On the ShelfALUMNI PUBLICATIONSIn Search of PolinGary S. Schiff, M.A. ’70, Ph.D. ’73, Political ScienceTaking a unique, multi-faceted approach to the1,000 years of Polish Jewish history in thisvolume, Gary S. Schiff combines academicscholarship with his own family’s long history, insightfultravel experiences, and candid observations.From its earliest medieval days, to its “golden years”in the sixteenth and seventeenth centuries, to itssubsequent decline and Poland’s three-way partitionin the eighteenth century, to its ultimate destructionin the Holocaust and its mini-revival today, the Jewishcommunity of Poland—the world’s largest for 500years—comes to life again.Gravity in ArtMary D. Edwards, ’66GS, M.Phil. ’75, Ph.D. ’86, ArtHistory and Archaeology, and Elizabeth Bailey, editorsThe gravitational pull of the earth and the challengeto resist it have long inspired artists. Likethe Greek vases depicting Sisyphus’s quest topush his boulder up a hill and the Whirlwind Loversin Dante’s Inferno, images that portray the defianceof, or submission to, gravity permeate the artisticworld. This collection examines the ways artists fromantiquity to today use gravity and levity symbolically,metaphorically, and expressively. The 26 essaysexamine these opposing forces through analysis ofsuch dualities as ascent and descent, weight andweightlessness, hope and despair, or life and death,and draw distinct lines between the works of art andtexts of such writers and thinkers as Homer, Aristotle,Newton, Marx, and Einstein.Thomas Jefferson’s Haitian Policy:Myths and RealitiesArthur Scherr, M.A. ’72, HistoryIn a revolutionary revisionist reassessment of history,Scherr reexamines Jefferson’s relationshipto Haiti (then known as St. Domingue). Underminingmainstream interpretations, Scherr revealsthrough extensive research that Jefferson acted generallyin favor of the Haitian Revolution.Link back to contents page32 Superscript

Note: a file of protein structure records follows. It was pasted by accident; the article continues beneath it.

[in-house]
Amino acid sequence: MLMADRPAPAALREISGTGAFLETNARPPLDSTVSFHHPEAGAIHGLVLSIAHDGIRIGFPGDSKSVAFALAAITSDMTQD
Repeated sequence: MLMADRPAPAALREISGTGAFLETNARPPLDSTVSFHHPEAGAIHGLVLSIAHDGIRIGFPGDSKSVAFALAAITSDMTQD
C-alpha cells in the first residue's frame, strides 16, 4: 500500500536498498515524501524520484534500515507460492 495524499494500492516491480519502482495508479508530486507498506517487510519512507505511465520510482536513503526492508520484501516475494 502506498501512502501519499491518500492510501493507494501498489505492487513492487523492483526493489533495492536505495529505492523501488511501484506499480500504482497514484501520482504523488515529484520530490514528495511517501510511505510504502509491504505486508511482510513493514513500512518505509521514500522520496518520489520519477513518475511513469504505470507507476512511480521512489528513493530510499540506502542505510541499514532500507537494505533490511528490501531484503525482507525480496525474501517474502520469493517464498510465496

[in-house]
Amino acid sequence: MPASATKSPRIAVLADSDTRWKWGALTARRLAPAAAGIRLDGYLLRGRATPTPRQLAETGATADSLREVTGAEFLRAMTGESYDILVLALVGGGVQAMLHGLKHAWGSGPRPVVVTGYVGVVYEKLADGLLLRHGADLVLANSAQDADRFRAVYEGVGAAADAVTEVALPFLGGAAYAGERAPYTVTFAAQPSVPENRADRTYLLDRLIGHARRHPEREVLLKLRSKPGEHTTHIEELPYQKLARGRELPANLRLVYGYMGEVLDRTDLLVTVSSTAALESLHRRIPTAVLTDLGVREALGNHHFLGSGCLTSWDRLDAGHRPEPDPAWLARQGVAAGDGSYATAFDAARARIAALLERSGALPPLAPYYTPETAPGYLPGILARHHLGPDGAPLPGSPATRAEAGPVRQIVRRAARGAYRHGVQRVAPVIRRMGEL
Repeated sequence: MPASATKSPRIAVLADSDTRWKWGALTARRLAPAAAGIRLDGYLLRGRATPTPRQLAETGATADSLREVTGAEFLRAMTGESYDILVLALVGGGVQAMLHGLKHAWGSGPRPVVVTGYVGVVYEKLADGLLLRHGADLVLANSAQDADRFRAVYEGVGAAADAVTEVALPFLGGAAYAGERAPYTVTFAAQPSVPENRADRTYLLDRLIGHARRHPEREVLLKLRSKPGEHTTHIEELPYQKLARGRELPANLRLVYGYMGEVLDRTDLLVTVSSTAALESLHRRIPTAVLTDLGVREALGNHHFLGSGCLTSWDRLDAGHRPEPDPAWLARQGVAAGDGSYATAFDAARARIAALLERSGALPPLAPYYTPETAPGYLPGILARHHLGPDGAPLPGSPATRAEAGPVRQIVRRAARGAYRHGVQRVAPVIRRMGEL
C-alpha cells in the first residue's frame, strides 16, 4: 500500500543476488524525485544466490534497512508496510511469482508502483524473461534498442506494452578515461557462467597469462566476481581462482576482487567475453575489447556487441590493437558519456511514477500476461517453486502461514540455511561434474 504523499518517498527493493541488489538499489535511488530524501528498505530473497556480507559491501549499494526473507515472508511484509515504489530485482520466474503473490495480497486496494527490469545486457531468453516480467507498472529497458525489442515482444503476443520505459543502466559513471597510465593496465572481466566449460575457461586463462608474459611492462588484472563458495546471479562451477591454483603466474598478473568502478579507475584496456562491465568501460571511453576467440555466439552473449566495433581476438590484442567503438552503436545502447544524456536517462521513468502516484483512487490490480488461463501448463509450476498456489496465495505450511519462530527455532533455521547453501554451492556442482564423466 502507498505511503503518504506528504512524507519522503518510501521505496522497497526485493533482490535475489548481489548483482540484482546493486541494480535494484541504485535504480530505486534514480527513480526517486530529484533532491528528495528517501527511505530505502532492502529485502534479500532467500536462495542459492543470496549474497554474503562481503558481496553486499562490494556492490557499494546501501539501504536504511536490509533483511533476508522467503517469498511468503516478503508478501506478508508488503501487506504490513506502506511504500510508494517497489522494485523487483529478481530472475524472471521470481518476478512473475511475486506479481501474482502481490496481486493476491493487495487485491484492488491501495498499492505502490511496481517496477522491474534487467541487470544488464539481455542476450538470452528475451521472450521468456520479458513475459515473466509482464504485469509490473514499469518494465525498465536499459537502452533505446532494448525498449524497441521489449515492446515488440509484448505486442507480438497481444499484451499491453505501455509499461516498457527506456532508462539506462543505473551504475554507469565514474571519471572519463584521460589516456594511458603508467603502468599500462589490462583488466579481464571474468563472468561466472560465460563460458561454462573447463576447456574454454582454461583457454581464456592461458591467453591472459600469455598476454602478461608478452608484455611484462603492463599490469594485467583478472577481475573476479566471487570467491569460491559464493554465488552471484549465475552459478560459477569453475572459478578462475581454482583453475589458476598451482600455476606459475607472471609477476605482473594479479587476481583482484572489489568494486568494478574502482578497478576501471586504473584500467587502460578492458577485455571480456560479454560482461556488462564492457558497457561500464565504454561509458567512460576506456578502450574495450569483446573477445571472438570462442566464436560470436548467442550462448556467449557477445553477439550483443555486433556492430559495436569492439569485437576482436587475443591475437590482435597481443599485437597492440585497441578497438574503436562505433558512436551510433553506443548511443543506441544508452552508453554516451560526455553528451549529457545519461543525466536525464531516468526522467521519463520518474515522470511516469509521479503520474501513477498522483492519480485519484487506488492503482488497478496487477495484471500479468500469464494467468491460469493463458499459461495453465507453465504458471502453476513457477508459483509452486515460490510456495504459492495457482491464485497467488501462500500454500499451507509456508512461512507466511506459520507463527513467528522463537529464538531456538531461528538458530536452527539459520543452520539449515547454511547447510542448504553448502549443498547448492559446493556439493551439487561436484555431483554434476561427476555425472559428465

On the ShelfALUMNI PUBLICATIONSChoral Identity and the Chorus ofElders in Greek TragedyU.S. Dhuga, M.A. ’02, M.Phil. ’05, Ph.D. ’06, ClassicsThrough a close reading of the speech, song,and choreography among choruses of elders inGreek tragedy, U. S. Dhuga overturns previousassumptions, arguing that they are not socially marginalbut rather central to the tragic action.Backward Ran SentencesThomas Vinciguerra, CC ’85, J ’86, MA ’90, Englishand Comparative LiteratureIn his biographical sketch of Wolcott Gibbs, thelongtime theater critic for The New Yorker, Vinciguerragathers a generous sampling of his finestwork across an impressive range of genres, bringing abrilliant, multitalented writer of incomparable wit to anew age of readers.Nation and Nurture in Seventeenth-Century EnglishLiteratureRachel Trubowitz, M.A. ’77, M.Phil. ’80, Ph.D. ’85,English and Comparative LiteratureConnecting changing seventeenth-centuryEnglish views of maternal nurture to the rise ofthe modern nation, Rachel Trubowitz demonstratesthat shifting perspectives on Judeo-Christianrelations deeply informed the period’s reassessmentof “body politic.”Link back to contents page34 Superscript


The Cultural Politics of Twentieth-Century SpanishTheaterCarey Kasten, M.A. ’99, M.Phil. ’03, Ph.D. ’06,Spanish and PortugueseCarey Kasten argues that twentieth-century artistsused the Golden Age Eucharist play, knownas autos sacramentales, to reassess the waypolitics and the arts interact in the Spanish nation’spast and present, and to posit new ideas for futurerelations between the state and the national cultureindustry.An Unexpected GuestAnne Korkeakivi, M.A. ’86, English and ComparativeLiteratureAdebut novel with echoes of Virginia Woolf’sMrs. Dalloway, An Unexpected Guest demonstrateshow even the simple act of hosting adinner party can be bound up with the complexities ofthe age of terrorism.Superscript 35Link back to contents page